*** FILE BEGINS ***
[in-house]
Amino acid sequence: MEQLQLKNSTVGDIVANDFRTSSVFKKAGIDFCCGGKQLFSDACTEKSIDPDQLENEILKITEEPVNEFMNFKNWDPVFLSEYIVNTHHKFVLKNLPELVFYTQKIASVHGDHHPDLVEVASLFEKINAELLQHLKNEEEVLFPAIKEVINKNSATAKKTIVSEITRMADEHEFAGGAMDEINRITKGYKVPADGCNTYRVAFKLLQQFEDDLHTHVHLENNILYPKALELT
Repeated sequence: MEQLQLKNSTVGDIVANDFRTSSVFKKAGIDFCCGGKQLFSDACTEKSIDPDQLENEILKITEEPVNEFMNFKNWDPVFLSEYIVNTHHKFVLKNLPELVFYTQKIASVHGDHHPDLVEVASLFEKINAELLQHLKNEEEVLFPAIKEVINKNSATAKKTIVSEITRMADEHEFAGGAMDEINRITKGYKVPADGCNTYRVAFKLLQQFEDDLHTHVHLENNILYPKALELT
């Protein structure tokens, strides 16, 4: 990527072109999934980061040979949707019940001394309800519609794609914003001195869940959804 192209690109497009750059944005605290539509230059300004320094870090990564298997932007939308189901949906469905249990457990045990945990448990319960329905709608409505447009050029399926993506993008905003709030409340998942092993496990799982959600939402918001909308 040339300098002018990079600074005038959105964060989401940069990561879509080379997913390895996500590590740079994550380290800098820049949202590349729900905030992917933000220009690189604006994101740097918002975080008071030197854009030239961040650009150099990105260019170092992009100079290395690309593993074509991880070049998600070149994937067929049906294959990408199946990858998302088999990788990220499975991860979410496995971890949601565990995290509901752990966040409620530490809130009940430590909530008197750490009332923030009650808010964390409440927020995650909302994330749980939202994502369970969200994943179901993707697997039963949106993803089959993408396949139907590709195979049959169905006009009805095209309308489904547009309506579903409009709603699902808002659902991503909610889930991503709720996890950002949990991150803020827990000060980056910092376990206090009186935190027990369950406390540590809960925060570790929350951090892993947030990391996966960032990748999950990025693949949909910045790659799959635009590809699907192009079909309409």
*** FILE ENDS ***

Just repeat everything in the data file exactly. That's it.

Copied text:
[in-house]
Amino acid sequence: MEQLQLKNSTVGDIVANDFRTSSVFKKAGIDFCCGGKQLFSDACTEKSIDPDQLENEILKITEEPVNEFMNFKNWDPVFLSEYIVNTHHKFVLKNLPELVFYTQKIASVHGDHHPDLVEVASLFEKINAELLQHLKNEEEVLFPAIKEVINKNSATAKKTIVSEITRMADEHEFAGGAMDEINRITKGYKVPADGCNTYRVAFKLLQQFEDDLHTHVHLENNILYPKALELT
Repeated sequence: MEQLQLKNSTVGDIVANDFRTSSVFKKAGIDFCCGGKQLFSDACTEKSIDPDQLENEILKITEEPVNEFMNFKNWDPVFLSEYIVNTHHKFVLKNLPELVFYTQKIASVHGDHHPDLVEVASLFEKINAELLQHLKNEEEVLFPAIKEVINKNSATAKKTIVSEITRMADEHEFAGGAMDEINRITKGYKVPADGCNTYRVAFKLLQQFEDDLHTHVHLENNILYPKALELT
């Protein structure tokens, strides 16, 4: 990527072109999934980061040979949707019940001394309800519609794609914003001195869940959804 192209690109497009750059944005605290539509230059300004320094870090990564298997932007939308189901949906469905249990457990045990945990448990319960329905709608409505447009050029399926993506993008905003709030409340998942092993496990799982959600939402918001909308 040339300098002018990079600074005038959105964060989401940069990561879509080379997913390895996500590590740079994550380290800098820049949202590349729900905030992917933000220009690189604006994101740097918002975080008071030197854009030239961040650009150099990105260019170092992009100079290395690309593993074509991880070049998600070149994937067929049906294959990408199946990858998302088999990788990220499975991860979410496995971890949601565990995290509901752990966040409620530490809130009940430590909530008197750490009332923030009650808010964390409440927020995650909302994330749980939202994502369970969200994943179901993707697997039963949106993803089959993408396949139907590709195979049959169905006009009805095209309308489904547009309506579903409009709603699902808002659902991503909610889930991503709720996890950002949990991150803020827990000060980056910092376990206090009186935190027990369950406390540590809960925060570790929350951090892993947030990391996966960032990748999950990025693949949909910045790659799959635009590809699907192009079909309409």